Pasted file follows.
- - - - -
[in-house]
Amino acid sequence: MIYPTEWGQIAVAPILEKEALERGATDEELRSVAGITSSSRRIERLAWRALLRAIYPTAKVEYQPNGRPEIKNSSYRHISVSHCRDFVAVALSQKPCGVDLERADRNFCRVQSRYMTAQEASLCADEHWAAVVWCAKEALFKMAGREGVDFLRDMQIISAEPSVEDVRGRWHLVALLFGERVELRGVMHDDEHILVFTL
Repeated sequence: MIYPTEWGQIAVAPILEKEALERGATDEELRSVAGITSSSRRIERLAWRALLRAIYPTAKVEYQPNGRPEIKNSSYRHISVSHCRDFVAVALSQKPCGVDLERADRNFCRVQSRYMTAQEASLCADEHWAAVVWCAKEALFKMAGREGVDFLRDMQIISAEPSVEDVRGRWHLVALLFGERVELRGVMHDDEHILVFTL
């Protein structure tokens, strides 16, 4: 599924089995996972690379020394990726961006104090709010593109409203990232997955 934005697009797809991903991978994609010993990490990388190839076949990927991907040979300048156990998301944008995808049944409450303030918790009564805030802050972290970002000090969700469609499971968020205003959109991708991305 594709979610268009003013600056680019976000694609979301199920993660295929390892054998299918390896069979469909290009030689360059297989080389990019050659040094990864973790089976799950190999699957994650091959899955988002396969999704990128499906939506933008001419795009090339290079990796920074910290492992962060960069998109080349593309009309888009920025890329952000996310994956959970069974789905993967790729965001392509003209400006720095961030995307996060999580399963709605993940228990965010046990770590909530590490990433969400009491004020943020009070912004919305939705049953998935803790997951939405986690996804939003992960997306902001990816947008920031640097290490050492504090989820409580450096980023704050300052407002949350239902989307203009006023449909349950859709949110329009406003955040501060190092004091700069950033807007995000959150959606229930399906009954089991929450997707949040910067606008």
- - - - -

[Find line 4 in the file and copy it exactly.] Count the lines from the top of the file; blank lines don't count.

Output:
């Protein structure tokens, strides 16, 4: 599924089995996972690379020394990726961006104090709010593109409203990232997955 934005697009797809991903991978994609010993990490990388190839076949990927991907040979300048156990998301944008995808049944409450303030918790009564805030802050972290970002000090969700469609499971968020205003959109991708991305 594709979610268009003013600056680019976000694609979301199920993660295929390892054998299918390896069979469909290009030689360059297989080389990019050659040094990864973790089976799950190999699957994650091959899955988002396969999704990128499906939506933008001419795009090339290079990796920074910290492992962060960069998109080349593309009309888009920025890329952000996310994956959970069974789905993967790729965001392509003209400006720095961030995307996060999580399963709605993940228990965010046990770590909530590490990433969400009491004020943020009070912004919305939705049953998935803790997951939405986690996804939003992960997306902001990816947008920031640097290490050492504090989820409580450096980023704050300052407002949350239902989307203009006023449909349950859709949110329009406003955040501060190092004091700069950033807007995000959150959606229930399906009954089991929450997707949040910067606008």